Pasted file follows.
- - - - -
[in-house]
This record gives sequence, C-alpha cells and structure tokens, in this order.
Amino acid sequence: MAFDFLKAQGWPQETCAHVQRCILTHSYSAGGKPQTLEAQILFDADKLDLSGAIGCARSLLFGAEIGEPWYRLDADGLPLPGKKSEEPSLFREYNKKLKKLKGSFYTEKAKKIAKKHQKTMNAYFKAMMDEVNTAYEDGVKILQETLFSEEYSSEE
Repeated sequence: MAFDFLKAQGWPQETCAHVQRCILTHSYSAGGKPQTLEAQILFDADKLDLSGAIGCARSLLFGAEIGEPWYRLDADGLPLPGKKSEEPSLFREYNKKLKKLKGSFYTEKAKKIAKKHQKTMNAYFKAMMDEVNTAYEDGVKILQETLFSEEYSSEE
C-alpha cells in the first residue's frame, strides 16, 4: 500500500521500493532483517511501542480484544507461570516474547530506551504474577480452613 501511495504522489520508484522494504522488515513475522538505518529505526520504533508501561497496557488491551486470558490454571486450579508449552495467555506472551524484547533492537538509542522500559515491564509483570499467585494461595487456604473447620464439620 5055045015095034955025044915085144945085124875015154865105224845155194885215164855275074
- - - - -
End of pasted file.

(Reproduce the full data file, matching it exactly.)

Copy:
[in-house]
This record gives sequence, C-alpha cells and structure tokens, in this order.
Amino acid sequence: MAFDFLKAQGWPQETCAHVQRCILTHSYSAGGKPQTLEAQILFDADKLDLSGAIGCARSLLFGAEIGEPWYRLDADGLPLPGKKSEEPSLFREYNKKLKKLKGSFYTEKAKKIAKKHQKTMNAYFKAMMDEVNTAYEDGVKILQETLFSEEYSSEE
Repeated sequence: MAFDFLKAQGWPQETCAHVQRCILTHSYSAGGKPQTLEAQILFDADKLDLSGAIGCARSLLFGAEIGEPWYRLDADGLPLPGKKSEEPSLFREYNKKLKKLKGSFYTEKAKKIAKKHQKTMNAYFKAMMDEVNTAYEDGVKILQETLFSEEYSSEE
C-alpha cells in the first residue's frame, strides 16, 4: 500500500521500493532483517511501542480484544507461570516474547530506551504474577480452613 501511495504522489520508484522494504522488515513475522538505518529505526520504533508501561497496557488491551486470558490454571486450579508449552495467555506472551524484547533492537538509542522500559515491564509483570499467585494461595487456604473447620464439620 5055045015095034955025044915085144945085124875015154865105224845155194885215164855275074